Results 1 to 3 of 3

Math Help - Proving a statement by Induction

  1. #1
    Member
    Joined
    Jan 2011
    Posts
    87

    Proving a statement by Induction

    Hey all,

    I have the following statement: 5|7^k-2^k for all k in N

    I want to prove it by induction, so I proceed as follows..
    Basis step:
    let p(k) be the statement that 7^k-2^k = 5m for m in N and k in P.
    Then p(1) is the statement 7^1-2^1=5m for some m in N. This is clearly true for m = 1.
    Induction step:
    Suppose that p(k) is true for some k in P, That is, 7^k-2^k = 5m for some m in N, then, 7^(k+1) - 2^(k+1) = 5*1^(k+1) for k + 1 in N.
    Therefore, p(k+1) is true. Hence p(k) is true for all k in P.

    The basis step is straight forward, but I am not sure whether I have done the induction step correctly particularly with the result 5^(k+1). Any criticism welcome. Thanks
    Follow Math Help Forum on Facebook and Google+

  2. #2
    MHF Contributor FernandoRevilla's Avatar
    Joined
    Nov 2010
    From
    Madrid, Spain
    Posts
    2,162
    Thanks
    45
    Quote Originally Posted by Oiler View Post
    7^(k+1) - 2^(k+1) = 5*1^(k+1) for k + 1 in N.

    That is not true. At any case, you can easily prove the statement without using induction:


    ( a^{n+1} - b^{n+1} ) = ( a - b ) ( a^n +a^{n-1} b + ... + b^n )

    so,

    ( 7^(k+1) - 2^(k+1) ) = 5 ( ... ) = 5 m with m positive integer.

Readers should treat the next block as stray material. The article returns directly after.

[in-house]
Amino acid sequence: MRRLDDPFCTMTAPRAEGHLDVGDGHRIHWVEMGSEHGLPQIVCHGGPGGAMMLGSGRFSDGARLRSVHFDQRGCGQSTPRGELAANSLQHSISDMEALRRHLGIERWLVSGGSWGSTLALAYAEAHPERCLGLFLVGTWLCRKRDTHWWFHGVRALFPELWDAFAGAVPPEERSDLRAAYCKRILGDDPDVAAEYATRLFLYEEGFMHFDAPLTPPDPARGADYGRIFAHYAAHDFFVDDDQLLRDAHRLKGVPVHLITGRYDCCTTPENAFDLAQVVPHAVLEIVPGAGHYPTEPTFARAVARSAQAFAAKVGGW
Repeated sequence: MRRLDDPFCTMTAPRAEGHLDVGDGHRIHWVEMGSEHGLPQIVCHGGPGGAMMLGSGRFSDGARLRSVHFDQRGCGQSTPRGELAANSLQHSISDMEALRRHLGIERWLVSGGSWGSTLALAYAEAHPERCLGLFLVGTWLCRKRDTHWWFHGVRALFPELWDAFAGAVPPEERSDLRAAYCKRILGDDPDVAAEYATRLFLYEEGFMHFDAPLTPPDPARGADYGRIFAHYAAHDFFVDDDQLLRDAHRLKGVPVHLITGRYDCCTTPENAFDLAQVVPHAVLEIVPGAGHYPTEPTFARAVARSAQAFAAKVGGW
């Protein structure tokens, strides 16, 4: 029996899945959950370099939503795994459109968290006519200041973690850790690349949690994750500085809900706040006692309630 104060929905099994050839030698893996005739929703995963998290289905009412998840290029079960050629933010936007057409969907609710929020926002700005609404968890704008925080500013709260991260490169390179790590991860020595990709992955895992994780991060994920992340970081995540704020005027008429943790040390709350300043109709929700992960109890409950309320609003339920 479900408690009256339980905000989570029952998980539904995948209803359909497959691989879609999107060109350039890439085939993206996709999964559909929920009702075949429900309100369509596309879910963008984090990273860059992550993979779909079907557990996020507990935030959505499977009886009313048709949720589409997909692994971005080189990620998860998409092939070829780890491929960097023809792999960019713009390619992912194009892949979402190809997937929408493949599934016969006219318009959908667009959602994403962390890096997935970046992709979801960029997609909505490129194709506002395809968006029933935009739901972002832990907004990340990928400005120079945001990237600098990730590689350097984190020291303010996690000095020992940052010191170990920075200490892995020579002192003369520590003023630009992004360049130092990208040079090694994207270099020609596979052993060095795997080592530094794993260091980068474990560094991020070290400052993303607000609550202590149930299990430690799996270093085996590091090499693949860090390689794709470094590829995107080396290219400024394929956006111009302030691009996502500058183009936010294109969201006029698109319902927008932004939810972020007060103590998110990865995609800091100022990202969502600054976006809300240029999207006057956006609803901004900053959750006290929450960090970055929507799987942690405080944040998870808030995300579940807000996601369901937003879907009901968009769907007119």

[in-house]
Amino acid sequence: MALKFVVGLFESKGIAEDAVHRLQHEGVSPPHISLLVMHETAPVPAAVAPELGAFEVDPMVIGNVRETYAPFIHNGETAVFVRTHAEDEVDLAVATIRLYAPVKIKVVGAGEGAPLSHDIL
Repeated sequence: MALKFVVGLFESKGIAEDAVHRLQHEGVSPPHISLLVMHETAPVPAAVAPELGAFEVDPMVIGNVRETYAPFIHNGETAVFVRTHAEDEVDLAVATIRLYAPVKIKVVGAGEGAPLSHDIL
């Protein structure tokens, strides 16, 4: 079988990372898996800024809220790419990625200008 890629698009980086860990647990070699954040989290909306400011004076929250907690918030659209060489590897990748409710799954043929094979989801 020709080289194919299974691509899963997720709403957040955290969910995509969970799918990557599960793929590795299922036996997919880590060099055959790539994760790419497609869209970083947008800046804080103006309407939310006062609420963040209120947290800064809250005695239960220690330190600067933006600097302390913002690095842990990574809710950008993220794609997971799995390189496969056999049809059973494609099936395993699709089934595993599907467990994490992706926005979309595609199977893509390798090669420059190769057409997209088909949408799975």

Follow Math Help Forum on Facebook and Google+

  3. #3
    MHF Contributor
    Joined
    Dec 2009
    Posts
    3,120
    Thanks
    1
    Quote Originally Posted by Oiler View Post
    Hey all,

    I have the following statement: 5|7^k-2^k for all k in N

    I want to prove it by induction, so I proceed as follows..
    Basis step:
    let p(k) be the statement that 7^k-2^k = 5m for m in N and k in P.
    Then p(1) is the statement 7^1-2^1=5m for some m in N. This is clearly true for m = 1.
    Induction step:
    Suppose that p(k) is true for some k in P, That is, 7^k-2^k = 5m for some m in N, then, 7^(k+1) - 2^(k+1) = 5*1^(k+1) for k + 1 in N.
    Therefore, p(k+1) is true. Hence p(k) is true for all k in P.

    The basis step is straight forward, but I am not sure whether I have done the induction step correctly particularly with the result 5^(k+1). Any criticism welcome. Thanks
    Your induction step should be

    P(k)

    5 divides 7^k-2^k


    P(k+1)

    5 divides 7^(k+1)-2^(k+1)


    Try to show that P(k+1) will be true if P(k) is true.

    7^(k+1)-2^(k+1) = (7)7^k-(2)2^k

    =7^k-2^k+(6)7^k-2^k

    =7^k-2^k+7^k-2^k+(5)7^k

    =2(7^k-2^k)+(5)7^k

    Now, if P(k) really is true, what can we say about P(k+1) ?
    Follow Math Help Forum on Facebook and Google+

Similar Math Help Forum Discussions

  1. Proving a statement is true.
    Posted in the Algebra Forum
    Replies: 1
    Last Post: April 25th 2011, 01:13 AM
  2. Need help proving a congruence statement
    Posted in the Discrete Math Forum
    Replies: 1
    Last Post: March 19th 2011, 06:20 PM
  3. Replies: 1
    Last Post: October 18th 2010, 06:43 AM
  4. Help on proving this statement...
    Posted in the Number Theory Forum
    Replies: 2
    Last Post: July 20th 2008, 12:47 PM
  5. Proving Statement True
    Posted in the Discrete Math Forum
    Replies: 3
    Last Post: March 15th 2008, 01:38 AM

Search Tags


/mathhelpforum @mathhelpforum